Manitoba continues to fall flat when it comes to cleantech innovation as a province, according to a recent report. This despite a recent sleuth of announcements, from biomass, a green jobs fund, and an electric bus that are supposed to enhance the province’s image as a leader in the renewable energy industry.
In the innovation category, Manitoba came in with a score of 2.2, 9th overall out of 13 provinces and territories, while finishing second last among the provinces. Newfoundland was the worst province, coming in at tenth, with a score of 1.6. The three territories (Yukon, North West Territories, and Nunavut) finished 11th, 12th, and 13th, the report said.
The overall score in the category was based on two indicators: the amount of cleantech companies, along with the amount of venture capital being put into the industry.
British Columbia was number one in innovation with 9.3 points. Almost C$138/capita in B.C. was put into green start-up companies between 2002 and 2011. Meanwhile, Ontario in that same time frame saw C$80.5/capita invested in cleantech start-ups. Ontario finished second overall in innovation with 5.2 points.
Alberta, known for controversial oil sand production. even finished ahead of Manitoba in 5th with 4.1 points out of ten.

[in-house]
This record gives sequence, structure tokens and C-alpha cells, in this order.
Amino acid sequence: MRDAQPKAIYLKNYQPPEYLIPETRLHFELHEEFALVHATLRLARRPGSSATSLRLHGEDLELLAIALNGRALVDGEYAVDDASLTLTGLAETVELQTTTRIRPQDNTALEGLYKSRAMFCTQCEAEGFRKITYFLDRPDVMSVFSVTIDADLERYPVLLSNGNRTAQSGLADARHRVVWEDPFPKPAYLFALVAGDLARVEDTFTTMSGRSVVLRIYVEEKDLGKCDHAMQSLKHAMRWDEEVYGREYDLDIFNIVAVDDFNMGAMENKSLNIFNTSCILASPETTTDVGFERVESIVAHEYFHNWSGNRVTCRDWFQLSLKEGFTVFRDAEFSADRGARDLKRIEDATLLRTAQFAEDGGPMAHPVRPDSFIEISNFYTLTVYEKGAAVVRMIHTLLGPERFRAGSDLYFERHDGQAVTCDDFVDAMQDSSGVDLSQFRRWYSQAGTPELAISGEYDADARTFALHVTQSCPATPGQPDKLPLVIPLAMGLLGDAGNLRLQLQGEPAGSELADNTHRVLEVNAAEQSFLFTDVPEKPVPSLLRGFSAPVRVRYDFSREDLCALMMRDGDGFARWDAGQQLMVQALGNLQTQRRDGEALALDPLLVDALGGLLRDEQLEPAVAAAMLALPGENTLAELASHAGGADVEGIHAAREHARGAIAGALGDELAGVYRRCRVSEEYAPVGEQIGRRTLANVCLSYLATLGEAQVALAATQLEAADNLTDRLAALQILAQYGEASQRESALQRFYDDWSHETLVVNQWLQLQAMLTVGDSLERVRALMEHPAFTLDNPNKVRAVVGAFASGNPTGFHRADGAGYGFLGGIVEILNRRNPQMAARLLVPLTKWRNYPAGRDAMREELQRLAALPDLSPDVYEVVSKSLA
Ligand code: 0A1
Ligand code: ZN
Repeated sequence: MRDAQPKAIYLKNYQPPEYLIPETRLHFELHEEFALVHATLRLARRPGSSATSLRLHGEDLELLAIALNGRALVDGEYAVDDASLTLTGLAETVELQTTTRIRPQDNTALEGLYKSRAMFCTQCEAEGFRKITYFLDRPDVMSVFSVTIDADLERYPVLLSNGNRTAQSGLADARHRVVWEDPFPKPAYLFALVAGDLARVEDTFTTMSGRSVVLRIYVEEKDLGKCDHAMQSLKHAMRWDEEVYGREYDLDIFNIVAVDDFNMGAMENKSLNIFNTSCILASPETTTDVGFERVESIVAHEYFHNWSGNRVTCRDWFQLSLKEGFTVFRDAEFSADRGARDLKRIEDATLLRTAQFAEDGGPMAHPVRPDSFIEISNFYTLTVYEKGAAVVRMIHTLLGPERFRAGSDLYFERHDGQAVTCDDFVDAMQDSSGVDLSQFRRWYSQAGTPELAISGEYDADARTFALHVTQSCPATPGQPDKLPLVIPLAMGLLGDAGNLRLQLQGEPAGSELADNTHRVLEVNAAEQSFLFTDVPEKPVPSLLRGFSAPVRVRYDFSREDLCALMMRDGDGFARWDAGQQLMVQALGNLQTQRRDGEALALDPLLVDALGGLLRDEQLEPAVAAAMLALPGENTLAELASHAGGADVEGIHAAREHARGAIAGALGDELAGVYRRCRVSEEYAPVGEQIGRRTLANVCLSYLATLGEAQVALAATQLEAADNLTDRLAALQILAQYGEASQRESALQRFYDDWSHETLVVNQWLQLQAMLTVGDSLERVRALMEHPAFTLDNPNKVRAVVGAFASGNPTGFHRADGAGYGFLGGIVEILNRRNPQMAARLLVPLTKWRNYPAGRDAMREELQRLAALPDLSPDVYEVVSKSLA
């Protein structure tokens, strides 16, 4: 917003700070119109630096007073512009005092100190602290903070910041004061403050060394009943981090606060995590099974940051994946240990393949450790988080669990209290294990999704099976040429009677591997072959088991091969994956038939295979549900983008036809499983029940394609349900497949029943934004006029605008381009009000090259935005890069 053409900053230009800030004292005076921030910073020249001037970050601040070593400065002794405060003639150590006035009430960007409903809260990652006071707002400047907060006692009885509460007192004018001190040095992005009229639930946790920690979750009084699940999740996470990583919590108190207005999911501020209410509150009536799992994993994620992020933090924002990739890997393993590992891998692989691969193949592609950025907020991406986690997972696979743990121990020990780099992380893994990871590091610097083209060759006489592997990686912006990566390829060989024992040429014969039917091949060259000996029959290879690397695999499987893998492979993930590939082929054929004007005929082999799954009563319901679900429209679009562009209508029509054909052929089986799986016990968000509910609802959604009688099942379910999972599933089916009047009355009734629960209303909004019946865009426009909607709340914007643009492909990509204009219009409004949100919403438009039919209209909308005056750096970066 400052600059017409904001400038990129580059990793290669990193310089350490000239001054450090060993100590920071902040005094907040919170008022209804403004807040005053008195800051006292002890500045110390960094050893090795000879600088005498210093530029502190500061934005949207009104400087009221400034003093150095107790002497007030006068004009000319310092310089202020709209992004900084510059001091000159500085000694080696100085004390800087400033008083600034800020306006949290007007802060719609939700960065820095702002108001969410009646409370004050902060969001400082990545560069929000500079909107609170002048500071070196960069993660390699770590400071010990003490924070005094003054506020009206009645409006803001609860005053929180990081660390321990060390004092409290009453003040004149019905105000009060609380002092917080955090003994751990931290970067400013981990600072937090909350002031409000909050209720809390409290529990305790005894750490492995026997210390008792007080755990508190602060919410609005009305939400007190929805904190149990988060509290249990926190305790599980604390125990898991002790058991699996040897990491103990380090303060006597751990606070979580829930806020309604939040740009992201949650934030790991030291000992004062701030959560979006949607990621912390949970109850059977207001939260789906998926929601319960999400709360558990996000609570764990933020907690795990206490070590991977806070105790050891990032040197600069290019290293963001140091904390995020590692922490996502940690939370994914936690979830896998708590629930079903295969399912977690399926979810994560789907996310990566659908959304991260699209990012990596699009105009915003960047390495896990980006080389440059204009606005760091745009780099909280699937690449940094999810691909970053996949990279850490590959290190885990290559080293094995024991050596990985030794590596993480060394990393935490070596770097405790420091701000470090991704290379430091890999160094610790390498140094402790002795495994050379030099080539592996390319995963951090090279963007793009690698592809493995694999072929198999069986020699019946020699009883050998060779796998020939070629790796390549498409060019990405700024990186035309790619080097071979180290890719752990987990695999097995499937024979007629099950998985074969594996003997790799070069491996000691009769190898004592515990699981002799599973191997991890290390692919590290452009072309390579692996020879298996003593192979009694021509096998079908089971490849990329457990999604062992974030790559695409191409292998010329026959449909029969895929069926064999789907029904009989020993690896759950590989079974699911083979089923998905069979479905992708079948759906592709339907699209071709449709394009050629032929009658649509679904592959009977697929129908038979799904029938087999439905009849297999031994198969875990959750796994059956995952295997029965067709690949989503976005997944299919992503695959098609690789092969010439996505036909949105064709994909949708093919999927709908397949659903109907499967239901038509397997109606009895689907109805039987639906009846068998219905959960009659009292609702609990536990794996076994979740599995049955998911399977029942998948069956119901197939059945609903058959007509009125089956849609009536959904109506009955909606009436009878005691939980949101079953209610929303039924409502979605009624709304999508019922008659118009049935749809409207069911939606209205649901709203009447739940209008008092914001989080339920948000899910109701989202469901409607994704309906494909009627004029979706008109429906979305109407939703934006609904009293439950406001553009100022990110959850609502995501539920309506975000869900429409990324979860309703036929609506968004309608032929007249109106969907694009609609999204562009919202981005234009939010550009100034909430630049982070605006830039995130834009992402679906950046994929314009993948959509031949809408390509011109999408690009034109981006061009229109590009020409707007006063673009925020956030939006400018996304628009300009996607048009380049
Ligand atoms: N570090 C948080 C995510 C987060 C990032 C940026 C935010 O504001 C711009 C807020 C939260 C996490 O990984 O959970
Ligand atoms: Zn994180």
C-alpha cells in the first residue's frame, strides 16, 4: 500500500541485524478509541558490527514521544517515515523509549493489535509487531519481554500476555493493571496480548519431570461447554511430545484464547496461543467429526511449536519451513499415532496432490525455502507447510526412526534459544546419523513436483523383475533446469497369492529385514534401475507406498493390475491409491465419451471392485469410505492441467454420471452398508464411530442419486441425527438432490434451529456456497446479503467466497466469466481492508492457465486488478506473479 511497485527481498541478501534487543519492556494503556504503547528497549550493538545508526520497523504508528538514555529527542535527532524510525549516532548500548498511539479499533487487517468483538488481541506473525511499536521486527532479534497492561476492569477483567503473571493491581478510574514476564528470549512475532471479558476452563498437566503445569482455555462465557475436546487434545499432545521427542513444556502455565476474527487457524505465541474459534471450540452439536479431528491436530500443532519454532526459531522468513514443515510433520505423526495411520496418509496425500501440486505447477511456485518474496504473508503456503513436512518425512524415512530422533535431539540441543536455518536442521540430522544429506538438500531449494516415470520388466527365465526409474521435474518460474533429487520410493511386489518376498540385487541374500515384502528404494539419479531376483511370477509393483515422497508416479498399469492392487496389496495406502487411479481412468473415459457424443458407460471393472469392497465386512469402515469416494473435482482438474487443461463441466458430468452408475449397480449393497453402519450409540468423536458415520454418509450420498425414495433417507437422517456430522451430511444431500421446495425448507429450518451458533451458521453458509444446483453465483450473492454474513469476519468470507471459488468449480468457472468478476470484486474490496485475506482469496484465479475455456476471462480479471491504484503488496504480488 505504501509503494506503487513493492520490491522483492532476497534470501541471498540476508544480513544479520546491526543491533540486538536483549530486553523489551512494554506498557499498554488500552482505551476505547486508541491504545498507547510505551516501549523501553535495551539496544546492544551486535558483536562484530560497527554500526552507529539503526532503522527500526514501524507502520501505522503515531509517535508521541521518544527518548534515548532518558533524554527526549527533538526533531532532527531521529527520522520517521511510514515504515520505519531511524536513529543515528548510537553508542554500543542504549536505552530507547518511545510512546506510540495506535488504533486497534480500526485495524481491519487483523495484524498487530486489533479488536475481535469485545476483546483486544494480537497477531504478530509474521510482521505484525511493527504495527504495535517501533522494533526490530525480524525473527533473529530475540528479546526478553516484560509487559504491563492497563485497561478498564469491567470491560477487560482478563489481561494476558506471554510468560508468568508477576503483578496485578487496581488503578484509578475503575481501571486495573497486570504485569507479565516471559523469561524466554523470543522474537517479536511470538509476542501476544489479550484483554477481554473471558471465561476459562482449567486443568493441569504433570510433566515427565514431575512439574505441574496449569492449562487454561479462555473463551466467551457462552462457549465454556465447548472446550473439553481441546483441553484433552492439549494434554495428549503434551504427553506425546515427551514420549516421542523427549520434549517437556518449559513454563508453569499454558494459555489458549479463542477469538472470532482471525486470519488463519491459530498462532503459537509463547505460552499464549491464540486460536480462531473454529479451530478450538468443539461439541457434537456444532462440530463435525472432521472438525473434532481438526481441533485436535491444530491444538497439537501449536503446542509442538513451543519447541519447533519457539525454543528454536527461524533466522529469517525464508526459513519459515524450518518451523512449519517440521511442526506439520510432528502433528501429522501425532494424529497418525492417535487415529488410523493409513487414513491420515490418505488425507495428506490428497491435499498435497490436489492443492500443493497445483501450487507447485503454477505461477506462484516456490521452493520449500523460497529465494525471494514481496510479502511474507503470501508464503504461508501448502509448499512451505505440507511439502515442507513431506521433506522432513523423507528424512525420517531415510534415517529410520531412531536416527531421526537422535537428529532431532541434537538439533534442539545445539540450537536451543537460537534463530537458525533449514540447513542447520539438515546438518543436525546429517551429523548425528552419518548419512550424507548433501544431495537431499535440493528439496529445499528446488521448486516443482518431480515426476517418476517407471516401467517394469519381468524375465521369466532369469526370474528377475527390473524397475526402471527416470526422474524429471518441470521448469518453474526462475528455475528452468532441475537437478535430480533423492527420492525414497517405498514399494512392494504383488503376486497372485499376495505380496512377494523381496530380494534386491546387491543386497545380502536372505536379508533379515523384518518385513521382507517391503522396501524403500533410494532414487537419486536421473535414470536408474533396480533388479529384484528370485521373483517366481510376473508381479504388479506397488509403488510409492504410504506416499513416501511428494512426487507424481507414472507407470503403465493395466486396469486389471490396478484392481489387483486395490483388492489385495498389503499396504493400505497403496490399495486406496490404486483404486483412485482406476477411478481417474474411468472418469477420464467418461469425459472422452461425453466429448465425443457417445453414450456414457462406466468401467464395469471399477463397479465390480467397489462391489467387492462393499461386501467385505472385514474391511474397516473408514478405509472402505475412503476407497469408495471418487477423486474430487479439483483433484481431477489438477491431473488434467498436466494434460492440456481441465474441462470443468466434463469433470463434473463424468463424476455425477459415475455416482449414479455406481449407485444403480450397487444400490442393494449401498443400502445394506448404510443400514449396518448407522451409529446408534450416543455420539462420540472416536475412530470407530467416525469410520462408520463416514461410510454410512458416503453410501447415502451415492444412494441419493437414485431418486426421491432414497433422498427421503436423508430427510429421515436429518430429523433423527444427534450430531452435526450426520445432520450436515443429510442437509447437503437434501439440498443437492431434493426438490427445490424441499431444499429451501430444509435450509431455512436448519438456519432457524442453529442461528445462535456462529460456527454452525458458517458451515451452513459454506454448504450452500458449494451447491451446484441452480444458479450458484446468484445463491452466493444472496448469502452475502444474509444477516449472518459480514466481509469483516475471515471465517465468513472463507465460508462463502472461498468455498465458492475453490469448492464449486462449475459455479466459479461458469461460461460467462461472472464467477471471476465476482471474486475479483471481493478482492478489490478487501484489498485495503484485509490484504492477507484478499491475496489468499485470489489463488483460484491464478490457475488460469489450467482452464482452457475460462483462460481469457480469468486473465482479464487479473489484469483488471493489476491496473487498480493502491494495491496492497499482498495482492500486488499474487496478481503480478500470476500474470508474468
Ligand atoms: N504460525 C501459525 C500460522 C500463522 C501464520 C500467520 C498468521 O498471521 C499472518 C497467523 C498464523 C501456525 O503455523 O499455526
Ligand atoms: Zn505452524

Data for cleantech companies in the territories was not available, which effected the overall rankings for the three territories, the report noted.
Corporate Knights most recent Canadian environmental report, is a telling tale of Manitoba’s lack of forward thinking towards supporting renewable energy start-ups within the province, and creating a thriving, new modern industry.
While this is something I will investigate further, with an op-ed towards a publication or a story for somewhere, the keystone province really needs to support its entrepreneurs and better, particularly those who have the fresh ideas to put people to work.
Macrowikinomics authors Don Tapscott, and Anthony D. Williams suggest a campaign for western countries to create “Jobs Through Entrepreneurship” that will engage various groups in society. These are words that Manitoba government officials should take to heart.
Groups like the Manitoba Chamber of Commerce, Green Action Centre, Climate Change Connection, International Institute for Sustainable Development (IISD), post-secondary educational institutions. and the Manitoba Labour Federation should sit down and hammer out some clear policy. A policy that will support renewable energy start-ups, while putting people to work.
Whether that happens is very highly unlikely, given the dull policy atmosphere in Manitoba, where innovation and ideas are put at the back burner for composting, and activism.
Photo Credit: Home Energy Canada Inc.